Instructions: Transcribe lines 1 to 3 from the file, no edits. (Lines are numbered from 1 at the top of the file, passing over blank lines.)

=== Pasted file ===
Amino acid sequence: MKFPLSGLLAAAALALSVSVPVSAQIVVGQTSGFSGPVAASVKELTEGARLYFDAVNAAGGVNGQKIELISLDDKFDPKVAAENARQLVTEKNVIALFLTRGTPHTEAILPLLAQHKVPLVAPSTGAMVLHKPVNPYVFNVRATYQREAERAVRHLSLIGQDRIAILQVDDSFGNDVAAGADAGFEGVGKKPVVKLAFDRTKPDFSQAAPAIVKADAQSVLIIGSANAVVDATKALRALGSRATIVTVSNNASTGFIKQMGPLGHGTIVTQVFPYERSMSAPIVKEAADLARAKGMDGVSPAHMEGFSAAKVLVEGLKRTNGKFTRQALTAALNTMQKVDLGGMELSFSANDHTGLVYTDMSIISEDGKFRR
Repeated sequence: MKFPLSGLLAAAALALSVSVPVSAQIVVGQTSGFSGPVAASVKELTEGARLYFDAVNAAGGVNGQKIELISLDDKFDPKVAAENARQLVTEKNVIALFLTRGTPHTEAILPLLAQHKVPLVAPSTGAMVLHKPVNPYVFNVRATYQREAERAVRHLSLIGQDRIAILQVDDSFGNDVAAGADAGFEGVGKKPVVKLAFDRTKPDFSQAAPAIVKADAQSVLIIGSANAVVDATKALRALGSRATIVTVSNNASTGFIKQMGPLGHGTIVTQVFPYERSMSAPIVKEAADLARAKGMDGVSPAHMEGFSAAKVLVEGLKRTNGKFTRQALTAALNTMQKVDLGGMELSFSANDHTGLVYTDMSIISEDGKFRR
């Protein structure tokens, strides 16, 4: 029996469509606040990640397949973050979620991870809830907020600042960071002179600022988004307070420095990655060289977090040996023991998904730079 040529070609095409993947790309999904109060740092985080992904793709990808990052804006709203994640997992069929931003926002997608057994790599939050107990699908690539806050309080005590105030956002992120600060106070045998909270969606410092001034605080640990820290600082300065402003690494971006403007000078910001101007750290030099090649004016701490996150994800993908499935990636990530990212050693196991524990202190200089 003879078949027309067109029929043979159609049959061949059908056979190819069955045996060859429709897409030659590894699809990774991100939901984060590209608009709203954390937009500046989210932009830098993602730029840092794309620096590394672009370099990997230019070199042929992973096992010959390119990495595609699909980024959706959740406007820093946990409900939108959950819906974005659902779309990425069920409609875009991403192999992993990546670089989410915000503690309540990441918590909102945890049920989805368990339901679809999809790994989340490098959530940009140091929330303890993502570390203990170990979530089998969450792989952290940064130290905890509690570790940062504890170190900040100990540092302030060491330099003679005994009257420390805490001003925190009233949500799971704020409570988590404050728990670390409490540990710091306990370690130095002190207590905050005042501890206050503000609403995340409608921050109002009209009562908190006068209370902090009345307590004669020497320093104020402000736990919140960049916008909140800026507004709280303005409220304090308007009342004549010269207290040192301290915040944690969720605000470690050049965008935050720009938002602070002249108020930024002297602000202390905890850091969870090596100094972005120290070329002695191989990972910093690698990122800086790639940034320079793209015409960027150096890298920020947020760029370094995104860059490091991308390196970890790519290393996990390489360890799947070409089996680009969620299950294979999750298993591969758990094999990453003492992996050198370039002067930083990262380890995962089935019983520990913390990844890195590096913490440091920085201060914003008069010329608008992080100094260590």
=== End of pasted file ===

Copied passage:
Amino acid sequence: MKFPLSGLLAAAALALSVSVPVSAQIVVGQTSGFSGPVAASVKELTEGARLYFDAVNAAGGVNGQKIELISLDDKFDPKVAAENARQLVTEKNVIALFLTRGTPHTEAILPLLAQHKVPLVAPSTGAMVLHKPVNPYVFNVRATYQREAERAVRHLSLIGQDRIAILQVDDSFGNDVAAGADAGFEGVGKKPVVKLAFDRTKPDFSQAAPAIVKADAQSVLIIGSANAVVDATKALRALGSRATIVTVSNNASTGFIKQMGPLGHGTIVTQVFPYERSMSAPIVKEAADLARAKGMDGVSPAHMEGFSAAKVLVEGLKRTNGKFTRQALTAALNTMQKVDLGGMELSFSANDHTGLVYTDMSIISEDGKFRR
Repeated sequence: MKFPLSGLLAAAALALSVSVPVSAQIVVGQTSGFSGPVAASVKELTEGARLYFDAVNAAGGVNGQKIELISLDDKFDPKVAAENARQLVTEKNVIALFLTRGTPHTEAILPLLAQHKVPLVAPSTGAMVLHKPVNPYVFNVRATYQREAERAVRHLSLIGQDRIAILQVDDSFGNDVAAGADAGFEGVGKKPVVKLAFDRTKPDFSQAAPAIVKADAQSVLIIGSANAVVDATKALRALGSRATIVTVSNNASTGFIKQMGPLGHGTIVTQVFPYERSMSAPIVKEAADLARAKGMDGVSPAHMEGFSAAKVLVEGLKRTNGKFTRQALTAALNTMQKVDLGGMELSFSANDHTGLVYTDMSIISEDGKFRR
């Protein structure tokens, strides 16, 4: 029996469509606040990640397949973050979620991870809830907020600042960071002179600022988004307070420095990655060289977090040996023991998904730079 040529070609095409993947790309999904109060740092985080992904793709990808990052804006709203994640997992069929931003926002997608057994790599939050107990699908690539806050309080005590105030956002992120600060106070045998909270969606410092001034605080640990820290600082300065402003690494971006403007000078910001101007750290030099090649004016701490996150994800993908499935990636990530990212050693196991524990202190200089 003879078949027309067109029929043979159609049959061949059908056979190819069955045996060859429709897409030659590894699809990774991100939901984060590209608009709203954390937009500046989210932009830098993602730029840092794309620096590394672009370099990997230019070199042929992973096992010959390119990495595609699909980024959706959740406007820093946990409900939108959950819906974005659902779309990425069920409609875009991403192999992993990546670089989410915000503690309540990441918590909102945890049920989805368990339901679809999809790994989340490098959530940009140091929330303890993502570390203990170990979530089998969450792989952290940064130290905890509690570790940062504890170190900040100990540092302030060491330099003679005994009257420390805490001003925190009233949500799971704020409570988590404050728990670390409490540990710091306990370690130095002190207590905050005042501890206050503000609403995340409608921050109002009209009562908190006068209370902090009345307590004669020497320093104020402000736990919140960049916008909140800026507004709280303005409220304090308007009342004549010269207290040192301290915040944690969720605000470690050049965008935050720009938002602070002249108020930024002297602000202390905890850091969870090596100094972005120290070329002695191989990972910093690698990122800086790639940034320079793209015409960027150096890298920020947020760029370094995104860059490091991308390196970890790519290393996990390489360890799947070409089996680009969620299950294979999750298993591969758990094999990453003492992996050198370039002067930083990262380890995962089935019983520990913390990844890195590096913490440091920085201060914003008069010329608008992080100094260590």